How and When to Adjust Hue & Saturation in Photoshop

Photoshop is a massive program and even the simplest adjustments can have a number of mind-boggling options. Figuring things out by trial and error can take a lot of time, so if you’re new to Photoshop it can’t hurt to get a little help. In the video below, photographer Aaron Nace dives into the basics of the hue and saturation tool palette, a critical adjustment to learn for any kind of color correction or digital art:

Hue (which color) and saturation (how much color) are perhaps some of the more straightforward Photoshop adjustments available, yet even here we can find some unique functionality. How the first three sliders work is fairly obvious, but the function of the color spectrum sliders below those may not be so self-evident. They show what color is getting converted into what other color. They also provide a set of brackets (circled below) that allow you to narrow down the range of color you’re working with. By adjusting the brackets around the target color, you can zero in quite specifically on the color range you’re looking to change. This can help in everything from matching colors between images to adapting an image to a specific color palette.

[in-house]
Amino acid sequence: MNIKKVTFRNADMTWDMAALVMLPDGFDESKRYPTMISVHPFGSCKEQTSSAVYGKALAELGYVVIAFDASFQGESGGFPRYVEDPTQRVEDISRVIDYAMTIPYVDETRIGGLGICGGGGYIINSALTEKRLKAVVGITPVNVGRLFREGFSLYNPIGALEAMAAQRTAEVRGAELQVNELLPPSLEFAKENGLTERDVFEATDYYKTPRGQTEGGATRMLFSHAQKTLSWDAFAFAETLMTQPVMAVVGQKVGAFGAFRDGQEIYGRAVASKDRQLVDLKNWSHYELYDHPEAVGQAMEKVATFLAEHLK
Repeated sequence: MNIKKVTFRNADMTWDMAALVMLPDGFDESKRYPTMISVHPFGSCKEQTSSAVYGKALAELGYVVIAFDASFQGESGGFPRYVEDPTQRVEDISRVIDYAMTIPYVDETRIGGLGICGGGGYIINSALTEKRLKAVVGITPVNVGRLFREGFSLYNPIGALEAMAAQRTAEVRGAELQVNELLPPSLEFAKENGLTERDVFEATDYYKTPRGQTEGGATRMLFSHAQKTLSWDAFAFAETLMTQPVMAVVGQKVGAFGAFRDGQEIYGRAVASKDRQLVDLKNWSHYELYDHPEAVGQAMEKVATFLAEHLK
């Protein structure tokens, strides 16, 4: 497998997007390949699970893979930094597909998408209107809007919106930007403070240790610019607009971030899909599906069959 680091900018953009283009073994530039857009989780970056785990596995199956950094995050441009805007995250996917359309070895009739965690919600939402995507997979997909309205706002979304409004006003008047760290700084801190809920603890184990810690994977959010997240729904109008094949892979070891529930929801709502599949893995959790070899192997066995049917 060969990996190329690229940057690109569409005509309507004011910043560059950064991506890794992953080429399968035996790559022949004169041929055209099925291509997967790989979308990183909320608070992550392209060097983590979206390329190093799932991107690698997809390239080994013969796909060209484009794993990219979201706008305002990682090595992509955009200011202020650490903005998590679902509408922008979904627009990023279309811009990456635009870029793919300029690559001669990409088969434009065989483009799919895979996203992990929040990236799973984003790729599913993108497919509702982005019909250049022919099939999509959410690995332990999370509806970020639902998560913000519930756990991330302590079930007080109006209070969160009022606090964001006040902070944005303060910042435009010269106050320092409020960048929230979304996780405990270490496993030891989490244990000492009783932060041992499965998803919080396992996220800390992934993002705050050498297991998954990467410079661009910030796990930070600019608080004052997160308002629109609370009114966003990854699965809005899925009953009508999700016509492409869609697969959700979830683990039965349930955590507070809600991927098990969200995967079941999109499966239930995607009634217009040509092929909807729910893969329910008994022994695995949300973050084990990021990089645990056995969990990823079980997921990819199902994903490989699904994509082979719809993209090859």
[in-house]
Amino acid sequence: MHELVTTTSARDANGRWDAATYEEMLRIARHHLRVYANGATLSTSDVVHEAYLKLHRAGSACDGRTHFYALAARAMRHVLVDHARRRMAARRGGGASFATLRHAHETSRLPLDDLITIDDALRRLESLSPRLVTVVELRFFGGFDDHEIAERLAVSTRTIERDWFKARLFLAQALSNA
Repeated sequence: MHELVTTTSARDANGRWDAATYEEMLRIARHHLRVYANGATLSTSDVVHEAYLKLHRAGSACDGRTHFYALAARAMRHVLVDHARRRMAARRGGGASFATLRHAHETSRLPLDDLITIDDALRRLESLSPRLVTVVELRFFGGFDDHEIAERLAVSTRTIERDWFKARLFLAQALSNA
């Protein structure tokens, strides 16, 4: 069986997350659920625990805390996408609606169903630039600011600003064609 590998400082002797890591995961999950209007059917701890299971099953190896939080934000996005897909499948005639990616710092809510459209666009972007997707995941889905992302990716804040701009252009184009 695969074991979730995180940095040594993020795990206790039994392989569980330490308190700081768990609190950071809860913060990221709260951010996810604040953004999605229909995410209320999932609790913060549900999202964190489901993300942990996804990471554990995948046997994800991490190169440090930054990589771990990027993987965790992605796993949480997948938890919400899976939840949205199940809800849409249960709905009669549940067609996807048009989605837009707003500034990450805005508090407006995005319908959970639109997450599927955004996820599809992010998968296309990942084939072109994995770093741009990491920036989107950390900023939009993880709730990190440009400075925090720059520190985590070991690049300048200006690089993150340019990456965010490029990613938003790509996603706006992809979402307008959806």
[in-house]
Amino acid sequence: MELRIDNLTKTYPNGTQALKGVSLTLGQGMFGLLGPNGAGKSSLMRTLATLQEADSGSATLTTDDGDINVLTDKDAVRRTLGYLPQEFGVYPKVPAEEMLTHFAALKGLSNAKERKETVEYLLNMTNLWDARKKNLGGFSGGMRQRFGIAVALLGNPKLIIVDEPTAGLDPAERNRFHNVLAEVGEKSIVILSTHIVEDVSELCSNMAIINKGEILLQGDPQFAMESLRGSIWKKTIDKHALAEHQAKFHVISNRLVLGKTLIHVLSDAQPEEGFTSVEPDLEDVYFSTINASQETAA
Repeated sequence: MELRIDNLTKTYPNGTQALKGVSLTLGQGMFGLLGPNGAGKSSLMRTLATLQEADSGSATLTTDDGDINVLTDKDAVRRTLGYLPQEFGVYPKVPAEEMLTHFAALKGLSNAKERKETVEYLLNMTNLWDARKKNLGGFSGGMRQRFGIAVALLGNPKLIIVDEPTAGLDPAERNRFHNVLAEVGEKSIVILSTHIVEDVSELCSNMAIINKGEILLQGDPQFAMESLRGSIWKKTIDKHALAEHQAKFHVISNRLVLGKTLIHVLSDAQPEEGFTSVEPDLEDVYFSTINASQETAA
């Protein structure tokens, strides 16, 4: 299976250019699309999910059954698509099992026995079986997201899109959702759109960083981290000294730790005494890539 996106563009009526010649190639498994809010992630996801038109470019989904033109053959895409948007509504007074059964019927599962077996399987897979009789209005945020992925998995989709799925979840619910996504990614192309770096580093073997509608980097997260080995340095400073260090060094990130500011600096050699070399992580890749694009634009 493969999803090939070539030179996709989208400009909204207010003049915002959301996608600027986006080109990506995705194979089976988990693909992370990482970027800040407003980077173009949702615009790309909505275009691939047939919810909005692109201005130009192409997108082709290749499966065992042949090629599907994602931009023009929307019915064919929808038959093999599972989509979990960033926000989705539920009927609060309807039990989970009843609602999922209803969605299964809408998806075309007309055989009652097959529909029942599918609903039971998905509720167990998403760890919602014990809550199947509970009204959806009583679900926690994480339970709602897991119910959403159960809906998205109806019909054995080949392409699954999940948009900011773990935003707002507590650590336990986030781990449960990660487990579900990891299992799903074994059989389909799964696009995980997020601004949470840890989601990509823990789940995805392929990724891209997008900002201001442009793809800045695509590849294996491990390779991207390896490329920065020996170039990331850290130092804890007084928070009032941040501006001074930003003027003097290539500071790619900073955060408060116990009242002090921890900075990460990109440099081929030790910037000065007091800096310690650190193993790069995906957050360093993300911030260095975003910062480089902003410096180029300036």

Changing the Hue in Photoshop

Another key part of using the hue and saturation panel is knowing what to do after you’ve adjusted them—how you blend your changes into the image. This truly is where the Photoshop magic begins. For example, you can use the “color” or “hue” blending mode to paint color onto an image and then make it look uncannily like it was already part of the image. You can use other blending modes for other effects. Learning which one works best for the effect you’re looking for will take practice of course, but it’s well worth it the time and energy.

Like This Article?

Don't Miss The Next One!

Join over 100,000 photographers of all experience levels who receive our free photography tips and articles to stay current:

Leave a Reply

Your email address will not be published. Required fields are marked *

New! Want more photography tips? We now offer a free newsletter for photographers:

No, my photos are the best, close this forever